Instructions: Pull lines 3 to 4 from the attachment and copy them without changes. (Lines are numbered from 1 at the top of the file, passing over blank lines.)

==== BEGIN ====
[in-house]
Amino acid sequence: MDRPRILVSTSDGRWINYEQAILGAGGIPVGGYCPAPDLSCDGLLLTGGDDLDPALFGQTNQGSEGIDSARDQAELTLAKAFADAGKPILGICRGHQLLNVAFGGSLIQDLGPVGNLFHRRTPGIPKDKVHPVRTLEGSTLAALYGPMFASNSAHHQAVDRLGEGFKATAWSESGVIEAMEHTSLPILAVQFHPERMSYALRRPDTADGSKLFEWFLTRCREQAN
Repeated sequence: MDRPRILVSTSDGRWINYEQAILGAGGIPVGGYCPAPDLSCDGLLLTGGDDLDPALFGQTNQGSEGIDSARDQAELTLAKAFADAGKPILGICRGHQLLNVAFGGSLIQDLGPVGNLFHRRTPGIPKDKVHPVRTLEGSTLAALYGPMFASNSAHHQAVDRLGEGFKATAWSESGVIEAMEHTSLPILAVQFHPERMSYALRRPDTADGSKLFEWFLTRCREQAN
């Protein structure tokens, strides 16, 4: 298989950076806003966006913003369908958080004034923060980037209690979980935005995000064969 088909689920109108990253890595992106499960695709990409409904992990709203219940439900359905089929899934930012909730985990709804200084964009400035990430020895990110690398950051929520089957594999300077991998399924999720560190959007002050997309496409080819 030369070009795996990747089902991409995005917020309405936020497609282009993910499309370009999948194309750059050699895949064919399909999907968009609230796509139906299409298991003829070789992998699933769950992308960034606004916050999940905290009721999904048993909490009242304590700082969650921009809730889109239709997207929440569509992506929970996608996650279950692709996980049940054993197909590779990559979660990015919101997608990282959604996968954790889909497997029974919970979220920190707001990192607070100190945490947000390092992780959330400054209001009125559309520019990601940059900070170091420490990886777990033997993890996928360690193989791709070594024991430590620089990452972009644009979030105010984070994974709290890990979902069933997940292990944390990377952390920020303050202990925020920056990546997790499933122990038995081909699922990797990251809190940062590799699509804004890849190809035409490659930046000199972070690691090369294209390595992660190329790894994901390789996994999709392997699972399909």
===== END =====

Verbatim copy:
Repeated sequence: MDRPRILVSTSDGRWINYEQAILGAGGIPVGGYCPAPDLSCDGLLLTGGDDLDPALFGQTNQGSEGIDSARDQAELTLAKAFADAGKPILGICRGHQLLNVAFGGSLIQDLGPVGNLFHRRTPGIPKDKVHPVRTLEGSTLAALYGPMFASNSAHHQAVDRLGEGFKATAWSESGVIEAMEHTSLPILAVQFHPERMSYALRRPDTADGSKLFEWFLTRCREQAN
């Protein structure tokens, strides 16, 4: 298989950076806003966006913003369908958080004034923060980037209690979980935005995000064969 088909689920109108990253890595992106499960695709990409409904992990709203219940439900359905089929899934930012909730985990709804200084964009400035990430020895990110690398950051929520089957594999300077991998399924999720560190959007002050997309496409080819 030369070009795996990747089902991409995005917020309405936020497609282009993910499309370009999948194309750059050699895949064919399909999907968009609230796509139906299409298991003829070789992998699933769950992308960034606004916050999940905290009721999904048993909490009242304590700082969650921009809730889109239709997207929440569509992506929970996608996650279950692709996980049940054993197909590779990559979660990015919101997608990282959604996968954790889909497997029974919970979220920190707001990192607070100190945490947000390092992780959330400054209001009125559309520019990601940059900070170091420490990886777990033997993890996928360690193989791709070594024991430590620089990452972009644009979030105010984070994974709290890990979902069933997940292990944390990377952390920020303050202990925020920056990546997790499933122990038995081909699922990797990251809190940062590799699509804004890849190809035409490659930046000199972070690691090369294209390595992660190329790894994901390789996994999709392997699972399909």